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Why women are likely to be paid less than men – Sheconomics survey findings

Women may be perpetuating the gender pay gap through their attitudes towards asking for money, according to a survey of 250 men and women conducted by authors of Sheconomics, a book that examines women and their attitudes towards managing money.  The survey – conducted earlier this year – found that women are two and a half times more likely than men to find pay negotiating humiliating, and that men would rather ask another male for money – and women would too.  Other survey findings include:

  • Men are twice as likely as women to feel happy about asking for money
  • More than eight out of ten women don’t like asking for money
  • Nine out of ten women find asking for money embarrassing (compared to 6 out of 10 men)  
  • More men than women think the best strategy is to ‘demand firmly’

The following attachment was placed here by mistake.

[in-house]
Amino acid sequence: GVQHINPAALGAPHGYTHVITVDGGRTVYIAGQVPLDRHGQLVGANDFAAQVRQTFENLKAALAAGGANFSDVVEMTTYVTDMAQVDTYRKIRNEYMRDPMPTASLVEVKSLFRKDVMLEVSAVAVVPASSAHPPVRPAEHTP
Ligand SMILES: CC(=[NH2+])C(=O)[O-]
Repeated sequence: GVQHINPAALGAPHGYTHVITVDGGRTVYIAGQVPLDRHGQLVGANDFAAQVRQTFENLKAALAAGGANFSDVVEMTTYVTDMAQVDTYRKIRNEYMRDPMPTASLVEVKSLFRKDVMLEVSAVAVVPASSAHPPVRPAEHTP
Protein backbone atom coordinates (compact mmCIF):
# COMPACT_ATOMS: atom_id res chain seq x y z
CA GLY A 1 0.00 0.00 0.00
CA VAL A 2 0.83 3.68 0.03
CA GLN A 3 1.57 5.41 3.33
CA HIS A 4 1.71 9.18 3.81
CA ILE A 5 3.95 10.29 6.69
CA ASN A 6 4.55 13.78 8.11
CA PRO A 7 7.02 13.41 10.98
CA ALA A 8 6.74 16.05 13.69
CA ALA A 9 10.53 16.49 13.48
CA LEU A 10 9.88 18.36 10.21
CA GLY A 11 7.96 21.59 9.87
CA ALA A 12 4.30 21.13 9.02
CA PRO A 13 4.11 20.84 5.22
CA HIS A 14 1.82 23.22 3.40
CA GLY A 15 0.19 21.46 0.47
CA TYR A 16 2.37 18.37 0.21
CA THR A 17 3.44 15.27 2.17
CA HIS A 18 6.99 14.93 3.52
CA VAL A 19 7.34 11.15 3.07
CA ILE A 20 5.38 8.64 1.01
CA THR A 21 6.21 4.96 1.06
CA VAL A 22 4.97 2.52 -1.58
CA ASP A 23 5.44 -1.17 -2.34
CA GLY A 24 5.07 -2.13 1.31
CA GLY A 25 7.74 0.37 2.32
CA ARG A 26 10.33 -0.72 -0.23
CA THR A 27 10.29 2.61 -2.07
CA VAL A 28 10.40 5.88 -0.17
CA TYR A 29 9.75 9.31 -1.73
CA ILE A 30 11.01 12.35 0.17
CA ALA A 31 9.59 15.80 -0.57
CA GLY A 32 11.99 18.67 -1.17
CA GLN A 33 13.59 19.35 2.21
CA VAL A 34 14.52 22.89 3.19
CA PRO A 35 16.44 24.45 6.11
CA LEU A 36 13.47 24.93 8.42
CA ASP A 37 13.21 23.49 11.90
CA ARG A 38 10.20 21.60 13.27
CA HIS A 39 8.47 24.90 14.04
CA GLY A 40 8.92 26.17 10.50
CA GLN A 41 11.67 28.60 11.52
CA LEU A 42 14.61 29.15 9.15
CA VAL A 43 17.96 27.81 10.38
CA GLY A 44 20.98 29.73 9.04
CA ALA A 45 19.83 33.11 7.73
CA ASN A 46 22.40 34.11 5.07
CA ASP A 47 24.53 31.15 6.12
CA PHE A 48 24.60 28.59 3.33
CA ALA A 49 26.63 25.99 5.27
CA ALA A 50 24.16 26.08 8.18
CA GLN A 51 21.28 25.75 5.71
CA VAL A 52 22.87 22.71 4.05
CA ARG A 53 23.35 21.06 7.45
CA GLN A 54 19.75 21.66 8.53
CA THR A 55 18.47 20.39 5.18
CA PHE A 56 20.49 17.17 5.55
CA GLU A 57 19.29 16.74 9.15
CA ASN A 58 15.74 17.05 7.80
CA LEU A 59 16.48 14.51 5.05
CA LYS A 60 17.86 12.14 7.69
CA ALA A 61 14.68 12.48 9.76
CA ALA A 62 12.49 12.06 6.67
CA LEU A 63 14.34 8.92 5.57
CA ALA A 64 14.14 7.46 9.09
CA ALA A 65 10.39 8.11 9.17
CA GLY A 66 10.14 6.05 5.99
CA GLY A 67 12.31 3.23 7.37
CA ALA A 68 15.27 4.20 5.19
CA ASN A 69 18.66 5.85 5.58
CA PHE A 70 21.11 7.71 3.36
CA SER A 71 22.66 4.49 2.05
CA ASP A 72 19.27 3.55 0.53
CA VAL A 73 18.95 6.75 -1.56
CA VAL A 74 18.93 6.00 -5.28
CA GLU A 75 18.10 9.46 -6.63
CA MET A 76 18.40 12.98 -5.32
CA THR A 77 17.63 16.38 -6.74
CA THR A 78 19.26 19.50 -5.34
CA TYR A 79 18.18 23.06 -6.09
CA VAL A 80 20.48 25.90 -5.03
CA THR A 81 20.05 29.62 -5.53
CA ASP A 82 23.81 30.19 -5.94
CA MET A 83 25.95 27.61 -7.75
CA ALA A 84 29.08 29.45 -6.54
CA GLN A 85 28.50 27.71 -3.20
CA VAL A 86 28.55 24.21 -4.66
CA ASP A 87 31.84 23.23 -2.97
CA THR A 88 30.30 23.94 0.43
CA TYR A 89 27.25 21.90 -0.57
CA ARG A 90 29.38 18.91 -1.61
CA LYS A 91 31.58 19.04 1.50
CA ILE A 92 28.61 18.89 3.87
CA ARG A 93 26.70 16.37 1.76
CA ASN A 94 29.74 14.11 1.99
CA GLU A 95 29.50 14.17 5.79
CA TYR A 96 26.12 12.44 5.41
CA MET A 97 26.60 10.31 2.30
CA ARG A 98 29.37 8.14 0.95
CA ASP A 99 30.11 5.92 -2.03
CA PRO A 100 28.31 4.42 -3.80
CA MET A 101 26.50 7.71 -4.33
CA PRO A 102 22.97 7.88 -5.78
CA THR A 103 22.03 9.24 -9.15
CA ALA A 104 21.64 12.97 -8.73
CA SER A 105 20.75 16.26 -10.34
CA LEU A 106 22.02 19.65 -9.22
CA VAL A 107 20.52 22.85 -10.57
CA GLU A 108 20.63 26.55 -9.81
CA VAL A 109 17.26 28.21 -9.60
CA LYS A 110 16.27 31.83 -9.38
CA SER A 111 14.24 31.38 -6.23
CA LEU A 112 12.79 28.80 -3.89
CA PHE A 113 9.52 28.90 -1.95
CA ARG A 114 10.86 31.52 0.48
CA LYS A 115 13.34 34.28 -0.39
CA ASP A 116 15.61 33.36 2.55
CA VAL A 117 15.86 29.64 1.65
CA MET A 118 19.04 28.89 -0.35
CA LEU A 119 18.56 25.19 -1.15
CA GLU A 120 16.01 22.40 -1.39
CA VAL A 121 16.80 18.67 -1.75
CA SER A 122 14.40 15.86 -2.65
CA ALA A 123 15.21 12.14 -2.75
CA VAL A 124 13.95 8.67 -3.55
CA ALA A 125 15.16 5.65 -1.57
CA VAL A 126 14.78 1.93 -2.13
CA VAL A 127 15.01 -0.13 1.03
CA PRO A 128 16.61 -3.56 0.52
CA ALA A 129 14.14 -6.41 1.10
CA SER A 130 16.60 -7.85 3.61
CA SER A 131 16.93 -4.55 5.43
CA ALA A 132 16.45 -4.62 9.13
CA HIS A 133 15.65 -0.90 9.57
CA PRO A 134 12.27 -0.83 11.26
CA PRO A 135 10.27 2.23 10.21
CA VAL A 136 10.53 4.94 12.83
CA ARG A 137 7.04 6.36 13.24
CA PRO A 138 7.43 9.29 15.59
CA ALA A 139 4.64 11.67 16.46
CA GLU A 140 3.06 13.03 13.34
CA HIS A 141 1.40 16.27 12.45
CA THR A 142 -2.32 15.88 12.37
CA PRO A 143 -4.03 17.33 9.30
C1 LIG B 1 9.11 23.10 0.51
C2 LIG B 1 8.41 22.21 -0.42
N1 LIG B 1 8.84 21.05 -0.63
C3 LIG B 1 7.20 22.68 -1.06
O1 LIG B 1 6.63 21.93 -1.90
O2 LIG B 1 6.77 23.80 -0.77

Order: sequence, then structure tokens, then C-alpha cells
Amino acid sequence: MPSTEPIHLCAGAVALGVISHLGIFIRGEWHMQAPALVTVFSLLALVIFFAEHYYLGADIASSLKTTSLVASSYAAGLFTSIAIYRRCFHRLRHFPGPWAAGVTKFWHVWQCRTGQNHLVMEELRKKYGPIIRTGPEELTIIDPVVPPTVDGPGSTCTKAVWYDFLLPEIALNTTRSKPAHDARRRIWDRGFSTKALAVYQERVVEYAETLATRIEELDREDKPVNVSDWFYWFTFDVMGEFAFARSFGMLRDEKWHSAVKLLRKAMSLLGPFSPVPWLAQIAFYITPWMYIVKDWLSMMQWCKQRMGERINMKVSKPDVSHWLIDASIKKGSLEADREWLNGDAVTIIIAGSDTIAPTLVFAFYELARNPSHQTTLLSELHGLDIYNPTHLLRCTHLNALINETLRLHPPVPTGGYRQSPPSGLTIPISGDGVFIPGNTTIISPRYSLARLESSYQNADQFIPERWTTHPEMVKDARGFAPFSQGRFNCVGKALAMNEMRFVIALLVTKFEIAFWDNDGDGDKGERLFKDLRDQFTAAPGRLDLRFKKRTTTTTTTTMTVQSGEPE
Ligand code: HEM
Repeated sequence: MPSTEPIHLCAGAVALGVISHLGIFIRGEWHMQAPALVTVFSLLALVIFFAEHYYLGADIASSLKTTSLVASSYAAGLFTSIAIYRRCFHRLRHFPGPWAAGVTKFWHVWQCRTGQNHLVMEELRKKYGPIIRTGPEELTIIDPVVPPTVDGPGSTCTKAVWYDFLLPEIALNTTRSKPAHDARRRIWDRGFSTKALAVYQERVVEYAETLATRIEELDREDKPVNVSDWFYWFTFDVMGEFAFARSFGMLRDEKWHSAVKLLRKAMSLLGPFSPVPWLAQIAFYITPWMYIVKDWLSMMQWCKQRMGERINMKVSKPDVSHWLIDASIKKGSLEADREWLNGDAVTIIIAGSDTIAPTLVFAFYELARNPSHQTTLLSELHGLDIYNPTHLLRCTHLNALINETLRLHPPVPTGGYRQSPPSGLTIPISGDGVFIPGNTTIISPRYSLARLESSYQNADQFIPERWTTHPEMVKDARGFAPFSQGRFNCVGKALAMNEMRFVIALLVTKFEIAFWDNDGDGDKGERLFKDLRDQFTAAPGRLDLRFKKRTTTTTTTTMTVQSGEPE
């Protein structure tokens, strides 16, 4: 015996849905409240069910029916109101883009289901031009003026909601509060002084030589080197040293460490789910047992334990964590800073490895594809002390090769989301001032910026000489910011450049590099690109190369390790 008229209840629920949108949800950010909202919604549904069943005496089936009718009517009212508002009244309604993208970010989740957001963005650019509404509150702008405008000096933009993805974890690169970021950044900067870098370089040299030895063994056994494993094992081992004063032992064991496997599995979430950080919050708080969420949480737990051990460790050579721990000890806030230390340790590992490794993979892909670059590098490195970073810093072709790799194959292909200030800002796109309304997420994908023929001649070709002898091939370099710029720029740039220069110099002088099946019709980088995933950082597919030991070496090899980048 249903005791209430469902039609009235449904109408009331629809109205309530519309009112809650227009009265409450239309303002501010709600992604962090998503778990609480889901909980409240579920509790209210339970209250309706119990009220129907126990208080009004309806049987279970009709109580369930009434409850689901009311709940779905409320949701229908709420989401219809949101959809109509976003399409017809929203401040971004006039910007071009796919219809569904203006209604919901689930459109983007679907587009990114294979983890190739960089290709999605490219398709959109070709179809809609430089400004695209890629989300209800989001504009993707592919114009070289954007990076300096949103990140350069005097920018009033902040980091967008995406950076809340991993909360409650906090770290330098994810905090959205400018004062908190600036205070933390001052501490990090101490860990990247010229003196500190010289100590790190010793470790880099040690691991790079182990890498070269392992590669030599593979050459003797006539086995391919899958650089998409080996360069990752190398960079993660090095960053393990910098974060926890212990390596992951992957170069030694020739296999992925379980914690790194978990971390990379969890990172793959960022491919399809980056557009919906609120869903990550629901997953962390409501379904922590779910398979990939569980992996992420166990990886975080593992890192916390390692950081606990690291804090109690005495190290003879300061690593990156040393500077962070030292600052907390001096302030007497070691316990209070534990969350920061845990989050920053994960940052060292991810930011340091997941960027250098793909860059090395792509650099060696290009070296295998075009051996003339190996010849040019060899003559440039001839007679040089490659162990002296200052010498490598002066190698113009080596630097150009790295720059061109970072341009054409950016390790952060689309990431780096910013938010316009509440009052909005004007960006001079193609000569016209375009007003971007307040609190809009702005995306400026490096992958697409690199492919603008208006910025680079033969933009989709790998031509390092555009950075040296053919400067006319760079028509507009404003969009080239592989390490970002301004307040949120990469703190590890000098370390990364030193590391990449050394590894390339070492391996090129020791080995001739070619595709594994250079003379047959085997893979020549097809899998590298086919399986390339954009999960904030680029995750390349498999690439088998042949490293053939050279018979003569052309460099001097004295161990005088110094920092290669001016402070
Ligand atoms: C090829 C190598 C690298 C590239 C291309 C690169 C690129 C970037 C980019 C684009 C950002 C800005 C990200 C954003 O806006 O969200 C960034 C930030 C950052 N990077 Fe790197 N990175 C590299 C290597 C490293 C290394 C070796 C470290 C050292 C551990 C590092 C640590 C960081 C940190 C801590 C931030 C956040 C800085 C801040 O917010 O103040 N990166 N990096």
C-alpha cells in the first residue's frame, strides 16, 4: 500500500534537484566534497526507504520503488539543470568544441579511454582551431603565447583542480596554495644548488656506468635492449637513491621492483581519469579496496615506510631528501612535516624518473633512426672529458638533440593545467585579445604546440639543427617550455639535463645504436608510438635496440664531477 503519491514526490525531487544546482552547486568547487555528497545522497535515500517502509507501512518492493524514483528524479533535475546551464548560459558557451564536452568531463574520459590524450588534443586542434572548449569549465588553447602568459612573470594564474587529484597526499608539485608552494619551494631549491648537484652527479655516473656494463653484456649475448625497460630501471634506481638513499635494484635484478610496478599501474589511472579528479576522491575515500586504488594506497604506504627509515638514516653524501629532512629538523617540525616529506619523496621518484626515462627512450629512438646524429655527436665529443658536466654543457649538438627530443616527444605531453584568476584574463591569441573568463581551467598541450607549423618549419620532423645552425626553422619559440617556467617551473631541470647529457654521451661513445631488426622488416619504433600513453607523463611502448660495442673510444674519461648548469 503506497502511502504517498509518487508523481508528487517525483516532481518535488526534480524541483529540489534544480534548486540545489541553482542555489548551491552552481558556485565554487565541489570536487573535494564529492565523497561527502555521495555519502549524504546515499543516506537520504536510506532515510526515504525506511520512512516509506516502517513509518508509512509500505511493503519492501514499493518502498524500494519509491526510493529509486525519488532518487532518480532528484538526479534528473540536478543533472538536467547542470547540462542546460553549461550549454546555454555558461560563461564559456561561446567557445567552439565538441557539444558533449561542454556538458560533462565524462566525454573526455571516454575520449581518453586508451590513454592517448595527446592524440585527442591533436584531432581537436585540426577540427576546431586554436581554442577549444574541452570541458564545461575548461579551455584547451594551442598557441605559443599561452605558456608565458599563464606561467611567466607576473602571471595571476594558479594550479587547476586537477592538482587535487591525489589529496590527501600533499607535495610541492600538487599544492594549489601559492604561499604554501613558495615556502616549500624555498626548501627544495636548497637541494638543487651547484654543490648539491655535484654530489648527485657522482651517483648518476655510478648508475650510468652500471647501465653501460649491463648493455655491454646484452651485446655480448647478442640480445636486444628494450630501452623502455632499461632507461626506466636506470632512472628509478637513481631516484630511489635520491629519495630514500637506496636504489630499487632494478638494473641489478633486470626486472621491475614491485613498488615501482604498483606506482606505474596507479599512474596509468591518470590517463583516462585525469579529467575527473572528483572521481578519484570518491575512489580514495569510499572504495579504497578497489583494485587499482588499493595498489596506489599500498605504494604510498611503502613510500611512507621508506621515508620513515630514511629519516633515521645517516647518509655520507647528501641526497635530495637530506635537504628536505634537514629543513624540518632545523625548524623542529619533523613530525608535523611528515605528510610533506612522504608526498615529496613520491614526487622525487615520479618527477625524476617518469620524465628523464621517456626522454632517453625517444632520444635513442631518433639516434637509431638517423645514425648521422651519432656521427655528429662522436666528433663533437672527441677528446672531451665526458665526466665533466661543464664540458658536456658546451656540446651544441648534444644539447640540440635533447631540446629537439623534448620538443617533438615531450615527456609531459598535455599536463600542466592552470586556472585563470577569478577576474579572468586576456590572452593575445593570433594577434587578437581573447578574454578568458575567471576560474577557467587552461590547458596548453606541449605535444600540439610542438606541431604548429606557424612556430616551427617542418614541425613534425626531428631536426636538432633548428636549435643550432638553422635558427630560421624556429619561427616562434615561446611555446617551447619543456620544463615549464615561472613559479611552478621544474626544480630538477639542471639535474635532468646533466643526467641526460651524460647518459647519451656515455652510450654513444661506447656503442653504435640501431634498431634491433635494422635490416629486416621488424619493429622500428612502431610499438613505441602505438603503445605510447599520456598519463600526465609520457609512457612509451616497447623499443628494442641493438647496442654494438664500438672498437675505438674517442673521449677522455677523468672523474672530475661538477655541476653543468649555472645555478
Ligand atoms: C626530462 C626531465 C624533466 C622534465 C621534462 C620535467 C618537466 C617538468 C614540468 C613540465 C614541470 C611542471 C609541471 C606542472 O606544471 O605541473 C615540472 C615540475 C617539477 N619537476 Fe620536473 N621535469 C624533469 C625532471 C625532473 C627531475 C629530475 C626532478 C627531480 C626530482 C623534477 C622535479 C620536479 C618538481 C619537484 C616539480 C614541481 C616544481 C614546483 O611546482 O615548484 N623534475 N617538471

• Twice as many men than women would threaten to resign in order to get more money
  • More women prefer to ask ‘in a polite and friendly way’
  • Men would rather ask another male for money – so would women
  • 60% of men approach pay negotiations ‘with confidence’ compared to just 38% of women 

Why do women feel this way about asking?  Authors of Sheconomics say its got a lot to do with women being socialised to take care of others, often losing their ability to make their own needs a priority in the process.

Thanks to Jane Campbell for letting us know about Sheconomics.


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